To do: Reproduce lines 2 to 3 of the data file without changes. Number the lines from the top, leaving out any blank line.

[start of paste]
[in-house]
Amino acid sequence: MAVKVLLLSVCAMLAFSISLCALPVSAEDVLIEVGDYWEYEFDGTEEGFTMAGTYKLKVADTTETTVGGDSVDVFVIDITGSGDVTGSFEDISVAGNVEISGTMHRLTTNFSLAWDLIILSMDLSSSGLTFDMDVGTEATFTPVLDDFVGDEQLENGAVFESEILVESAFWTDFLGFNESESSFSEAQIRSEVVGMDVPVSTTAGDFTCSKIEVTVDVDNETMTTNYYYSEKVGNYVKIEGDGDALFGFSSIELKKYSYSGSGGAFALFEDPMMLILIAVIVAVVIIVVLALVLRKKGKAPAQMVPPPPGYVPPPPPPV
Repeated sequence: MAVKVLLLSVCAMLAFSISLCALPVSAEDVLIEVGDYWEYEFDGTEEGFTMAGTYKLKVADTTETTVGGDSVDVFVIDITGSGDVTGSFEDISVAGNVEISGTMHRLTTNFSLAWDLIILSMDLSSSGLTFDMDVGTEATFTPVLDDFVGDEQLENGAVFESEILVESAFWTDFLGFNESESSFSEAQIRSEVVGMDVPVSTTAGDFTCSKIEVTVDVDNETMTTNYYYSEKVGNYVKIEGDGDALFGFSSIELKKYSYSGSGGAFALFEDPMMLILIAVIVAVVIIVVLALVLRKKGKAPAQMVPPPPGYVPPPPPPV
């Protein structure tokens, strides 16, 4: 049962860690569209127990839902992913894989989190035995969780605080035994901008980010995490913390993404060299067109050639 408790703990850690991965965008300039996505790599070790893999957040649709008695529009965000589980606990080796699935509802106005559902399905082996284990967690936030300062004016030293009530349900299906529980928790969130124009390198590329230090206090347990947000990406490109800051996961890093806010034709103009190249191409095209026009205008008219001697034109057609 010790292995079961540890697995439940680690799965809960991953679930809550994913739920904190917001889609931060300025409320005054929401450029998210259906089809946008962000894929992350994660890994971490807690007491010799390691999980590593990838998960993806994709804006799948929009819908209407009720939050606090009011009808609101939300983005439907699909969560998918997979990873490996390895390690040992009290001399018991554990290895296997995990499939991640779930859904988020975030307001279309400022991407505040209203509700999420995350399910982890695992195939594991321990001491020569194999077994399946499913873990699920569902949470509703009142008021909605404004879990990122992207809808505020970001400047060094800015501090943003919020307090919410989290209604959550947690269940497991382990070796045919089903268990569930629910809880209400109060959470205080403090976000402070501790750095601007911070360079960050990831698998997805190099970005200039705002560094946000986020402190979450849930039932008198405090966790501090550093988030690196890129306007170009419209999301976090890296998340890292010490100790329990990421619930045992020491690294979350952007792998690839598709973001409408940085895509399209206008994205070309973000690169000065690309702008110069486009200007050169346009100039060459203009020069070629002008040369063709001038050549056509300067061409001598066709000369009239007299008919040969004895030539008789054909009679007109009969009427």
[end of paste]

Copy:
Amino acid sequence: MAVKVLLLSVCAMLAFSISLCALPVSAEDVLIEVGDYWEYEFDGTEEGFTMAGTYKLKVADTTETTVGGDSVDVFVIDITGSGDVTGSFEDISVAGNVEISGTMHRLTTNFSLAWDLIILSMDLSSSGLTFDMDVGTEATFTPVLDDFVGDEQLENGAVFESEILVESAFWTDFLGFNESESSFSEAQIRSEVVGMDVPVSTTAGDFTCSKIEVTVDVDNETMTTNYYYSEKVGNYVKIEGDGDALFGFSSIELKKYSYSGSGGAFALFEDPMMLILIAVIVAVVIIVVLALVLRKKGKAPAQMVPPPPGYVPPPPPPV
Repeated sequence: MAVKVLLLSVCAMLAFSISLCALPVSAEDVLIEVGDYWEYEFDGTEEGFTMAGTYKLKVADTTETTVGGDSVDVFVIDITGSGDVTGSFEDISVAGNVEISGTMHRLTTNFSLAWDLIILSMDLSSSGLTFDMDVGTEATFTPVLDDFVGDEQLENGAVFESEILVESAFWTDFLGFNESESSFSEAQIRSEVVGMDVPVSTTAGDFTCSKIEVTVDVDNETMTTNYYYSEKVGNYVKIEGDGDALFGFSSIELKKYSYSGSGGAFALFEDPMMLILIAVIVAVVIIVVLALVLRKKGKAPAQMVPPPPGYVPPPPPPV